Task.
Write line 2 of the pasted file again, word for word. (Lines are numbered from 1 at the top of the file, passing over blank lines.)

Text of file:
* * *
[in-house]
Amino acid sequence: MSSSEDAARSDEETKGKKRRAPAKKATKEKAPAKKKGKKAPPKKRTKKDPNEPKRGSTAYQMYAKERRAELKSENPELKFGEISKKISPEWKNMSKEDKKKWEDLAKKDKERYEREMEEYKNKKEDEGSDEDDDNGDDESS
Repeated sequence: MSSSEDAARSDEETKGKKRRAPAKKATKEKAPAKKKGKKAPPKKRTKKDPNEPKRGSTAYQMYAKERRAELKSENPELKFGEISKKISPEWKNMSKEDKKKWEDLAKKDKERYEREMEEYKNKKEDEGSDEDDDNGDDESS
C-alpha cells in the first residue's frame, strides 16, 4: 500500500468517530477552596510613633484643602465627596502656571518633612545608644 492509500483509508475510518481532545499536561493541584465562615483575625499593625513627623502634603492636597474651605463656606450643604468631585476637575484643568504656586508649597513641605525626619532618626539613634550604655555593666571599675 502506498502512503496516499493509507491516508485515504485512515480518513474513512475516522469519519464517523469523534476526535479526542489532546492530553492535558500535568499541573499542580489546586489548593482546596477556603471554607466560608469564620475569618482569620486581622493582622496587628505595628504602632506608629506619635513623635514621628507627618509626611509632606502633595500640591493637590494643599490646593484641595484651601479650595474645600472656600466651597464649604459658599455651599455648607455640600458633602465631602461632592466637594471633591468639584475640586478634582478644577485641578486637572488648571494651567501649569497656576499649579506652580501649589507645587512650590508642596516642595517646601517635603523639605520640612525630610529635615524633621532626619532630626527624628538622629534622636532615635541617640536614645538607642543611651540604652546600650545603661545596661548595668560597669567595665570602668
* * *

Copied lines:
Amino acid sequence: MSSSEDAARSDEETKGKKRRAPAKKATKEKAPAKKKGKKAPPKKRTKKDPNEPKRGSTAYQMYAKERRAELKSENPELKFGEISKKISPEWKNMSKEDKKKWEDLAKKDKERYEREMEEYKNKKEDEGSDEDDDNGDDESS